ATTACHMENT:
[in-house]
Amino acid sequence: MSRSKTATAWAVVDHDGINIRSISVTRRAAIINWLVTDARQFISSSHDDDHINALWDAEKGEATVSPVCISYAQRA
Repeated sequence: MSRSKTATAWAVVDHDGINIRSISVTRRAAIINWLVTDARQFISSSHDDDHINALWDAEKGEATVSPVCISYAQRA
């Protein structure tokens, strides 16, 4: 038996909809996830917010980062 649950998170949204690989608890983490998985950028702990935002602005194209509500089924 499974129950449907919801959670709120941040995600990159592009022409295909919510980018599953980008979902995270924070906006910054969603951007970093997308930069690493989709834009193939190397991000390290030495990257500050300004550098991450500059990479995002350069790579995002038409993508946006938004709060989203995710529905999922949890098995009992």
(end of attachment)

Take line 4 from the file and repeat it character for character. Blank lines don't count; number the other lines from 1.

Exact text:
């Protein structure tokens, strides 16, 4: 038996909809996830917010980062 649950998170949204690989608890983490998985950028702990935002602005194209509500089924 499974129950449907919801959670709120941040995600990159592009022409295909919510980018599953980008979902995270924070906006910054969603951007970093997308930069690493989709834009193939190397991000390290030495990257500050300004550098991450500059990479995002350069790579995002038409993508946006938004709060989203995710529905999922949890098995009992």